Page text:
Written by Julian Kimble (@JRK316).
(Scroll down for the most recent updates in the case.)
Above, that's 17-year-old Trayvon Martin of Miami.
He lived the typical life of a high school junior, playing sports and planning for college. He was researching schools like Florida A&M University, Bethune Cookman, and the University of Central Florida to pursue his dream of becoming an aviation mechanic. This will never come to pass.
Martin was visiting relatives in Sanford, Florida, on February 26 when he was fatally shot by 28-year-old George Zimmerman after leaving a local 7-Eleven. Zimmerman, a member of the neighborhood watch, called local police before the shooting to report Martin's "suspicious activity."
Though a 911 dispatcher told Zimmerman that police would respond and directed him not to pursue Martin, he continued. Zimmerman eventually confronted Martin—with a loaded 9 millimeter handgun. A struggle ensued, which other residents called the police to report. By the time authorities arrived, Martin was dead just 70 yards from the house where he was staying, killed by a single gunshot wound to the chest.
Zimmerman was detained, questioned, and released. He explained that he was acting in self-defense, that he was legally permitted to carry the weapon he was armed with. Martin, on the other hand, was armed with a pack of Skittles and an iced tea.
The 911 calls from the night Zimmerman shot Martin were recently released. We understand if you don't have the stomach to listen, but here's an important moment from the second call, where Zimmerman explains his "logic":
There's a real suspicious guy. ... This guy looks like he's up to no good, or he's on drugs or something. It's raining, and he's just walking around, looking about. ... Now he's coming towards me. He's got his hand in his waistband. ... Something's wrong with him. He's coming to check me out. He's got something in his hands. I don't know what he's doing. ... These assholes, they always get away.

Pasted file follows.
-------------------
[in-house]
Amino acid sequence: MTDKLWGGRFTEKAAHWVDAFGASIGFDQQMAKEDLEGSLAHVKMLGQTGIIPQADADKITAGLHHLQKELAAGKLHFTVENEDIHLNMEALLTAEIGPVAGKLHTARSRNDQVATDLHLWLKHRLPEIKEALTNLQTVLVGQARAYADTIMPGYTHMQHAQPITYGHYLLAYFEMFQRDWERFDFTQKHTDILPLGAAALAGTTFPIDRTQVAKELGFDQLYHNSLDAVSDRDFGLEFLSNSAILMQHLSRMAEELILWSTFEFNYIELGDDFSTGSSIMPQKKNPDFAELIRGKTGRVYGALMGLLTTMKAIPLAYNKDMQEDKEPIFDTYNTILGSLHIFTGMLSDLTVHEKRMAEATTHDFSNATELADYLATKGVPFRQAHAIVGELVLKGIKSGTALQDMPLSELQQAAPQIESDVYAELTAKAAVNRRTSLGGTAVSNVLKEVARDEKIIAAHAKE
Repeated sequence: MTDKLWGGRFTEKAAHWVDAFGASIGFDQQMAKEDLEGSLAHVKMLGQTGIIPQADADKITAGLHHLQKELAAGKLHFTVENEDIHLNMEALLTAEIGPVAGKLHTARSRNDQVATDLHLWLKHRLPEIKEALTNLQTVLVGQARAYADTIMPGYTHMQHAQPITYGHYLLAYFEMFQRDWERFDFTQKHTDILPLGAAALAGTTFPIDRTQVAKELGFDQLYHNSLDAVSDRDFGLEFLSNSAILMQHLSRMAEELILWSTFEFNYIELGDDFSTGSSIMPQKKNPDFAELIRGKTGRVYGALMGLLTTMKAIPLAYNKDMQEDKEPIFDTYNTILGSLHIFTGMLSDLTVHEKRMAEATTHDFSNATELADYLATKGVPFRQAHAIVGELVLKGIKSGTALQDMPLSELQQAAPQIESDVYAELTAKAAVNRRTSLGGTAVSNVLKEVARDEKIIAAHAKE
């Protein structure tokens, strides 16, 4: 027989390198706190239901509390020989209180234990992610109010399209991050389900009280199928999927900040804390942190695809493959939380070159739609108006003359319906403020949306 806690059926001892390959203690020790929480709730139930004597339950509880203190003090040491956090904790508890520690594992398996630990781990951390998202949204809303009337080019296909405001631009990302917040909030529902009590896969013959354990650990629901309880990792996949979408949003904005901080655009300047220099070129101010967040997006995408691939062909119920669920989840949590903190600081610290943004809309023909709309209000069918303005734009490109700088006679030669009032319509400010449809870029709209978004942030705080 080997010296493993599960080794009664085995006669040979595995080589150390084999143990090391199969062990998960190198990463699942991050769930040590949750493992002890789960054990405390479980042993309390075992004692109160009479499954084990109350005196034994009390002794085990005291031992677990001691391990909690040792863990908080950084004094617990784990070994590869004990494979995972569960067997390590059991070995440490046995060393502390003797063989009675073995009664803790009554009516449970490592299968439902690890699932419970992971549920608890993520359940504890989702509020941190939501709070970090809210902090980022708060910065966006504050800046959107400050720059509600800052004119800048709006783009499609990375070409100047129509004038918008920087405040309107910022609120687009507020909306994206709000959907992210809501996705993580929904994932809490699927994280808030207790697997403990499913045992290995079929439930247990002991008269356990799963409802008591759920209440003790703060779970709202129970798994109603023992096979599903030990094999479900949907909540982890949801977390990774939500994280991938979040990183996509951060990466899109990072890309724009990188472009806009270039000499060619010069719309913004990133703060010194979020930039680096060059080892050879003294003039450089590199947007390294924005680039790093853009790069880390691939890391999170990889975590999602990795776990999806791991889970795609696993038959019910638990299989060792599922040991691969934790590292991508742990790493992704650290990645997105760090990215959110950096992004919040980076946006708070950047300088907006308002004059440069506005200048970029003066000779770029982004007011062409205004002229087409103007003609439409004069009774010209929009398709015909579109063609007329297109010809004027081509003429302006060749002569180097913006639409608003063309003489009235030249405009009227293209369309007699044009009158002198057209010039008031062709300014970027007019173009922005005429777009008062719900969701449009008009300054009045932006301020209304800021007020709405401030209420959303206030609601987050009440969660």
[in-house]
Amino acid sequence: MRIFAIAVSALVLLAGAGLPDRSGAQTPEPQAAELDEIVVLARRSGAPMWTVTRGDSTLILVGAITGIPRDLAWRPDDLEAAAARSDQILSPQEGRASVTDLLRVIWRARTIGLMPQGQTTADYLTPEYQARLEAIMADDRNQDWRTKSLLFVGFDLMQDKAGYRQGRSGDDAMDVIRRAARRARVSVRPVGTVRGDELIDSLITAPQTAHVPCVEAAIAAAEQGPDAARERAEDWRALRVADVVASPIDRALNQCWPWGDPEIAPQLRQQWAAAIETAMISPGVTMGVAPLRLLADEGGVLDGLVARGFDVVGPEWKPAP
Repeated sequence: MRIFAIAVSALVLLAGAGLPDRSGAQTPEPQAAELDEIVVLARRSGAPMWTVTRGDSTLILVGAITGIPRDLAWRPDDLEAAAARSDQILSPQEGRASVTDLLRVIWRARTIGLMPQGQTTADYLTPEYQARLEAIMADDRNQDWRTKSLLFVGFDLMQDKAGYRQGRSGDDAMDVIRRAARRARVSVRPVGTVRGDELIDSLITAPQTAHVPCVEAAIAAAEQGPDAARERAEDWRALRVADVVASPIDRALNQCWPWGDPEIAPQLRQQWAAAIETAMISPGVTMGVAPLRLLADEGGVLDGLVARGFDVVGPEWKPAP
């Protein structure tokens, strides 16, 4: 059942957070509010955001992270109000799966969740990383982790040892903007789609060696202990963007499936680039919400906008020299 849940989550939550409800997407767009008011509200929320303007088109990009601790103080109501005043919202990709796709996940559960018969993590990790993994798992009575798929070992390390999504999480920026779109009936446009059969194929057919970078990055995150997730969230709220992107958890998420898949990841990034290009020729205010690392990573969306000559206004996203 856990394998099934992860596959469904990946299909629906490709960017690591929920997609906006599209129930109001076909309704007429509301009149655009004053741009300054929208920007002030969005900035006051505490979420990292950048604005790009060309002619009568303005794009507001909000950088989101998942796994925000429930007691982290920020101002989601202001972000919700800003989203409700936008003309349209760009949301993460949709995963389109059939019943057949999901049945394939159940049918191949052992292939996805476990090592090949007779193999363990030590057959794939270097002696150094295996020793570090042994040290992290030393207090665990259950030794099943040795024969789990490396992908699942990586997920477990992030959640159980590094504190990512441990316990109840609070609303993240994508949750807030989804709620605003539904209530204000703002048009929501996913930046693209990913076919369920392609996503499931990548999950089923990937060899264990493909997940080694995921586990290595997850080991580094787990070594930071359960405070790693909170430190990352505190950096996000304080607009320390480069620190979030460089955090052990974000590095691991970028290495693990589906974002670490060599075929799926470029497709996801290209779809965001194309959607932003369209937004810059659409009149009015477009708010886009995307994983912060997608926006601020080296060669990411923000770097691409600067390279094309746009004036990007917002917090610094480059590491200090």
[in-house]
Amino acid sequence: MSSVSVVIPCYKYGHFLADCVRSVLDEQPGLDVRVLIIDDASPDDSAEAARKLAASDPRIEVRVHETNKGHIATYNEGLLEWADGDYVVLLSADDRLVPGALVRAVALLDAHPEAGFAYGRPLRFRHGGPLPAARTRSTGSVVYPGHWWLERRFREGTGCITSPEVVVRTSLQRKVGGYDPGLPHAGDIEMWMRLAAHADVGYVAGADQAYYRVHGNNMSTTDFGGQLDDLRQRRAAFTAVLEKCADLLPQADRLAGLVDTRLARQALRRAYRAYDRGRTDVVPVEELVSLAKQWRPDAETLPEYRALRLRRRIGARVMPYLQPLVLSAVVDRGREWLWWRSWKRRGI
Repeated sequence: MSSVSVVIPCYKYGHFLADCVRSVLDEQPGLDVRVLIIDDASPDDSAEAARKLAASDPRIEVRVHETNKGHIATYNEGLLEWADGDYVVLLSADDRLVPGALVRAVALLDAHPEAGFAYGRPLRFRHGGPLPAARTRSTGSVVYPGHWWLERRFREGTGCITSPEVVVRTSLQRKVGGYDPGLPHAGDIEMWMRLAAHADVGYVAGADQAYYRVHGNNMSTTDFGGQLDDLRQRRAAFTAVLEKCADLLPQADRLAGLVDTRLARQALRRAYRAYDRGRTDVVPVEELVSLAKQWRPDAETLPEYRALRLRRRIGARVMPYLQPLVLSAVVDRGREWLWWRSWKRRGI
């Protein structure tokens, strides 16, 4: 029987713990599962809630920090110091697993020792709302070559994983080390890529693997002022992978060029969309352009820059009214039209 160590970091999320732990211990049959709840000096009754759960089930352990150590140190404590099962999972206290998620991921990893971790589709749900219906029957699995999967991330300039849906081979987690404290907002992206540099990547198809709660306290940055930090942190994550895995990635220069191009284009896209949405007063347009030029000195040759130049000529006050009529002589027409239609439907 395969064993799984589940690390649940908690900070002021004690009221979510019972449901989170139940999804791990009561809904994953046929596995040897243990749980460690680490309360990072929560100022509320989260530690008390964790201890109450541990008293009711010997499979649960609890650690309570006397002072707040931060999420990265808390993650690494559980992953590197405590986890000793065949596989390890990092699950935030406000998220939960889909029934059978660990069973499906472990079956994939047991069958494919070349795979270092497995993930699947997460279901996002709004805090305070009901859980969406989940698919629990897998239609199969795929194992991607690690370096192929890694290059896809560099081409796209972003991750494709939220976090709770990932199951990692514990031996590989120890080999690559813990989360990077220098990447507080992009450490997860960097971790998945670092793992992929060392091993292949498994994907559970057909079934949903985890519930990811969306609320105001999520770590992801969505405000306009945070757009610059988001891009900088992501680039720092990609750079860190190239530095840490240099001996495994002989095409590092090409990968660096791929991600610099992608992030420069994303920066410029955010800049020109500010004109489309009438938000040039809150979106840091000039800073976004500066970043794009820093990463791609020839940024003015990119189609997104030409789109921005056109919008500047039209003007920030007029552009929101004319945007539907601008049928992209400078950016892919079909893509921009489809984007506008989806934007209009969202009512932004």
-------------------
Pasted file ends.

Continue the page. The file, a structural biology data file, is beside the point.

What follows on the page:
The other 911 tape includes the sound of Martin screaming in pain, as well as the shot that killed him. Neighbors have also said they heard Martin crying, pleading for his life before the gunshot.
Zimmerman has been described as a "loose cannon" who "had called police numerous times to report incidents" in the months prior to the shooting. His record was initially reported as "squeaky clean," but it was revealed that he was arrested in 2005 for resisting arrest and battery of a law enforcement officer.
What was it that made Martin seem so suspicious? Could it have been the presence of a black teenager wearing a hoodie in the gated, predominantly white Retreat at Twin Lakes community? Zimmerman's father, George, described his son as a "Spanish-speaking minority with many black family members and friends," who "would be the last to discriminate for any reason whatsoever."
Trayvon Martin's death speaks to the heightened sense of awareness that black males must carry. Realizing that you may be deemed "suspicious" or "fit the description" is too heavy a burden. Trayvon Martin was a son, sibling, student, and athlete—the only description he fit was that of a common teenager.
Martin was buried on March 3. Zimmerman has yet to be arrested or charged, but Martin's murder has been presented to the FBI. Martin's parents have started a petition and a rally was planned for today in Sanford.
More on this as it develops.
UPDATE: Listen to this footage from one of Zimmerman's calls. It's difficult to discern, but it does sound like Zimmerman mutters "fucking coons" under his breath around the 2:21 mark.
New information emerged today, as a 16-year-old girl—who was on the phone with Martin moments before he was shot—recalled the final moments of his life today at a press conference held by the Martin family attorney, Benjamin Crump:
"He said this man was watching him, so he put his hoodie on. He said he lost the man," Martin's friend said. "I asked Trayvon to run, and he said he was going to walk fast. I told him to run but he said he was not going to run."
"Trayvon said, 'What, are you following me for,' and the man said, 'What are you doing here.' Next thing I hear is somebody pushing, and somebody pushed Trayvon because the head set just fell. I called him again and he didn't answer the phone."
The girl's phone records (last image) show that she was on the phone with Martin just before his death. They also refute Zimmerman's claims that Martin was the aggressor.
Meanwhile, the U.S. Department of Justice released a statement last night saying that its Civil Rights Division and the FBI will investigate Martin's death. Zimmerman remains free, but hopefully a grand jury can bring justice to the situation.
UPDATE: Following intense criticism, Sanford Police Chief Bill Lee has temporarily stepped down. Lee continues to defend his department's investigation, but believes he has become a "distraction" to it.
This remains a far cry from the justice the public is seeking.